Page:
In This Chapter
The Ending and Aftermath of the Battle of the Granicus
The Macedonian Army Dominates
Arrian describes the Persians as now being ‘harried on all fronts’ by both elements of the Macedonian army; i.e. cavalry and infantry. He says that the Macedonian light troops ‘intermingled’ with their cavalry and caused ‘great damage’ to the enemy.
That is not a surprise – the Persian horsemen only had two arms, and they were needed to fight / protect themselves against the Macedonian cavalry. They simply could not defend themselves against light armed troops who were sneaking around and stabbing them from below.
Conclusion of the Battle
The battle effectively ended when the Persian centre gave way. This lead to the Left and Right wings of the Satrapal army fleeing. Unsurprisingly, the infantry collapse happened under pressure from Macedonian troops led by Alexander himself.
I say ‘unsurprisingly’ with a little cynicism – it is very convenient that the Persian army should break at the point where Alexander physically stands.
Arrian states that a thousand Persian cavalry were killed in the battle. Alexander did not long pursue those who fled, whether they were cavalry or infantry; instead, he ordered his men to surround the Persians’ Greek mercenaries, who were still stationed a little behind the main army. They had not fought in the battle, but could not be permitted to walk away; they had betrayed Greece. Alexander ordered them to be killed. Most were; any survivors were taken away in chains to the mines of Macedonia.
The Satrapal army suffered serious losses in its officer class. Here are the chief casualties according to Arrian:
- Spithridates (Satrap of Lydia)
- Mithrobuzanes (Governor of Cappadocia)
- Mithridates (Son-in-Law of Darius III)
- Arbupales (son of Darius who was the son of Artaxerxes)
- Pharnaces (Brother of Darius III’s wife)
- Omares (Mercenary Commander)
- Arsites (He didn’t die on the battlefield but committed suicide after fleeing home)
- 25 Companion Cavalry
- 60+ Non-Companion Cavalry
- 30 or so Infantry
Alexander honoured both his own and the enemy dead.
The twenty-five dead Companion Cavalry men had bronze statues to them set up in Dium – Alexander had Lysippus, the only sculptor he permitted to reproduce his image, make the statues. The families of all the Macedonian dead were exempted from paying land taxes as well as ‘other forms of personal state service or property levies’.
The Macedonian dead were buried with their arms. The Persian dead were also buried. This stands in contrast to what happened after the Battle of Guagamela, when – according to Curtius – the Persian dead were left on the battlefield and Alexander had to move camp more quickly than expected due to the outbreak of disease caused by the rotting bodies (Curtius V.I.11).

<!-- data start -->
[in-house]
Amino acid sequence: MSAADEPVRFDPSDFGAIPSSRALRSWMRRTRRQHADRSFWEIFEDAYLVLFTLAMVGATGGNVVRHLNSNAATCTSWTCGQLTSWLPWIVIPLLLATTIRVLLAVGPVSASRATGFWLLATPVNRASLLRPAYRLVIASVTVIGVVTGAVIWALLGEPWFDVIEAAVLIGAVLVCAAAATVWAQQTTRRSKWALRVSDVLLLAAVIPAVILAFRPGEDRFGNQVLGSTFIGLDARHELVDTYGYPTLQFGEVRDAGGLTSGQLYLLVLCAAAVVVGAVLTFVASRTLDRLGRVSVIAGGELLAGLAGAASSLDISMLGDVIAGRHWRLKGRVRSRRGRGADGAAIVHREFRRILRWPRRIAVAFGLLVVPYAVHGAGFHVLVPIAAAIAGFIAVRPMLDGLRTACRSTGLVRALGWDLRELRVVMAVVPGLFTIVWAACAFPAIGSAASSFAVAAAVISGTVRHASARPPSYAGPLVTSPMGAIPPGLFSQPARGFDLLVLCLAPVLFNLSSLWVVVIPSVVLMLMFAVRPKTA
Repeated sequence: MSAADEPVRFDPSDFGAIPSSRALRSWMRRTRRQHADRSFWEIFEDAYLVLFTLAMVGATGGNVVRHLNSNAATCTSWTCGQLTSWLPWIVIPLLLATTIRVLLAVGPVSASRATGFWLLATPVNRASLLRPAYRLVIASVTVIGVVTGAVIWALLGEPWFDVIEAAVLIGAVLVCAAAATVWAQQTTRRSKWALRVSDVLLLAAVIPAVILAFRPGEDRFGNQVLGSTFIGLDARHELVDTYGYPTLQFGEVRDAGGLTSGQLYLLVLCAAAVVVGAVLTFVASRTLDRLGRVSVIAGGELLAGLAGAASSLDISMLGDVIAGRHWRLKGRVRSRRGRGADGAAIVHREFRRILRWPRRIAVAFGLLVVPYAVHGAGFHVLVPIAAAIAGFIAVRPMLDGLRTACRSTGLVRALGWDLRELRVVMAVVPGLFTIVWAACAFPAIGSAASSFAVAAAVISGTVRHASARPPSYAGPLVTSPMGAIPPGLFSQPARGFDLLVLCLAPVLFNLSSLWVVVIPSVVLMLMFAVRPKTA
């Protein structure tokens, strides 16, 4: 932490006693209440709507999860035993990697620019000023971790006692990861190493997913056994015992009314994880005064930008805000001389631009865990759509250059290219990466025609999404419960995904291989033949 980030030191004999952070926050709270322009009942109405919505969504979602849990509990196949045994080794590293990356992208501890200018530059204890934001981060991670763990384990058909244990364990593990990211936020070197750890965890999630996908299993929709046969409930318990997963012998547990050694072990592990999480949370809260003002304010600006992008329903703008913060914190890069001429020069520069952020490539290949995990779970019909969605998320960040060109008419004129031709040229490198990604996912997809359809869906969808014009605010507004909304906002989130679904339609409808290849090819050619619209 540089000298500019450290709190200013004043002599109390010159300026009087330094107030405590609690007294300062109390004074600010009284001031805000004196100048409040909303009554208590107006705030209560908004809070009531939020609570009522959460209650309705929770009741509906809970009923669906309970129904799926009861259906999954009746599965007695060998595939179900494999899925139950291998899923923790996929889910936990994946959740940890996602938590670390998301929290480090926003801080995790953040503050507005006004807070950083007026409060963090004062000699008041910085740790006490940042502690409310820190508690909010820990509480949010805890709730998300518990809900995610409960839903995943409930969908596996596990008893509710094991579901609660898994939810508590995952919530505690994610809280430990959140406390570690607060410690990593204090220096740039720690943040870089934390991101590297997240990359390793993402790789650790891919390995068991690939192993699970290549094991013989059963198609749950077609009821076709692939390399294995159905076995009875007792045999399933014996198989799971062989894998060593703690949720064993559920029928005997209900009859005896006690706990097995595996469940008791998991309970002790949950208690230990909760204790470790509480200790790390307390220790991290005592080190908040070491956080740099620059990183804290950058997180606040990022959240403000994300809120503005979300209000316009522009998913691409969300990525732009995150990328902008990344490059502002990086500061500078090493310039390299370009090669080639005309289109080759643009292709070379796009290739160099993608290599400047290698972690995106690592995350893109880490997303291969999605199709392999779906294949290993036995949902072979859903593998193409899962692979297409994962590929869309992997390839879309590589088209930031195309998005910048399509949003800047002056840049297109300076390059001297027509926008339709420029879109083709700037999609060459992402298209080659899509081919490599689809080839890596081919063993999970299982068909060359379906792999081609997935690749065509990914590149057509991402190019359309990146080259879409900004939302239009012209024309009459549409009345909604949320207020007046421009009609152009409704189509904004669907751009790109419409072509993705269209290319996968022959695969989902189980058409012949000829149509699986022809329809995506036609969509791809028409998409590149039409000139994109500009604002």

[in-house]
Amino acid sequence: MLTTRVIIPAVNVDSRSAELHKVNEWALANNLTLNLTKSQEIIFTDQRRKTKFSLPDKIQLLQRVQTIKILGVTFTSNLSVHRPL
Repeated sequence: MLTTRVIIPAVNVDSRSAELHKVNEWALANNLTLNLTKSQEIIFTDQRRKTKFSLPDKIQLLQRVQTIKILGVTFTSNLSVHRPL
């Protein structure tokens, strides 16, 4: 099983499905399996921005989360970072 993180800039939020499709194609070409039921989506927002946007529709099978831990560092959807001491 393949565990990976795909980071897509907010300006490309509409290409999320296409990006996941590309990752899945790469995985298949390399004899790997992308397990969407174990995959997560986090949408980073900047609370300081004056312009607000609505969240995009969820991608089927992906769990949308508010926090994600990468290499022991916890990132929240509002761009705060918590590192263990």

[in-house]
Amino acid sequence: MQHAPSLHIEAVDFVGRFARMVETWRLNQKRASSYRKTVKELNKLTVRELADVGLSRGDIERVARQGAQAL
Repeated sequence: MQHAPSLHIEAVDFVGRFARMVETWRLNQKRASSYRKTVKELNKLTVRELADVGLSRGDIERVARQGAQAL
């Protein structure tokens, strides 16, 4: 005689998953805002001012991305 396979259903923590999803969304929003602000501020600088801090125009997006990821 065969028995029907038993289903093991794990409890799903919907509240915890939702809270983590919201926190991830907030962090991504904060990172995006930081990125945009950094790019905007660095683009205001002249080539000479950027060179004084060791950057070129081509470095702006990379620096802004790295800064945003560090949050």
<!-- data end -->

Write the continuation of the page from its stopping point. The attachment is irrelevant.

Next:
The Macedonian wounded were not ignored. Alexander visited and invited them to tell him how they had received their injuries, letting them brag if they wished.
The only people to be treated badly after the Battle of the Granicus were the surviving Greek mercenaries. As mentioned above, they were sent to the mines.
In light of what happened to the Greek mercenaries, the Spartan state may be grateful that it received only a tongue lashing from Alexander. He sent 300 panoplies (complete sets of Persian armour) to Athens,
… to be dedicated to Athena on the Acropolis… [with] the inscription… ‘Alexander the son of Philip and the Greeks except the Spartans dedicated these spoils for the barbarians occupying Asia.’Arrian I.XVI.7
The following are the things that really jump out at me in this chapter:
- The statement that the Persian centre broke ‘at the point where Alexander was at the forefront of the action’. In the chaos of a battlefield, would you really be able to tell where exactly a collapse began? Maybe, but I strongly suspect Ptolemy placed it just where Alexander was for the benefit of his king.
- The fact that the Satraps did not use the Greek mercenaries. They were the best infantry soldiers in their army. Their first mistake was not listening to Memnon and employing a scorched earth policy against Alexander to force him back home; their last was not to use their best soldiers.
- The number of senior officers in the Satrapal army who died. Not just one or two but at least nine. I think this speaks to their bravery and sense of honour; they truly lead from the front.
- Alexander’s honourable response towards not just his dead but the Persian dead as well. When we ask ‘What kind of man was Alexander?’ We might say, one who lived for glory and leave it at that. That’s true, but as may be seen here, he did not do so without a care for those who died as a result of his quest.
Hammond, Martin (tr.) Arrian: Alexander the Great (Oxford, OUP, 2013)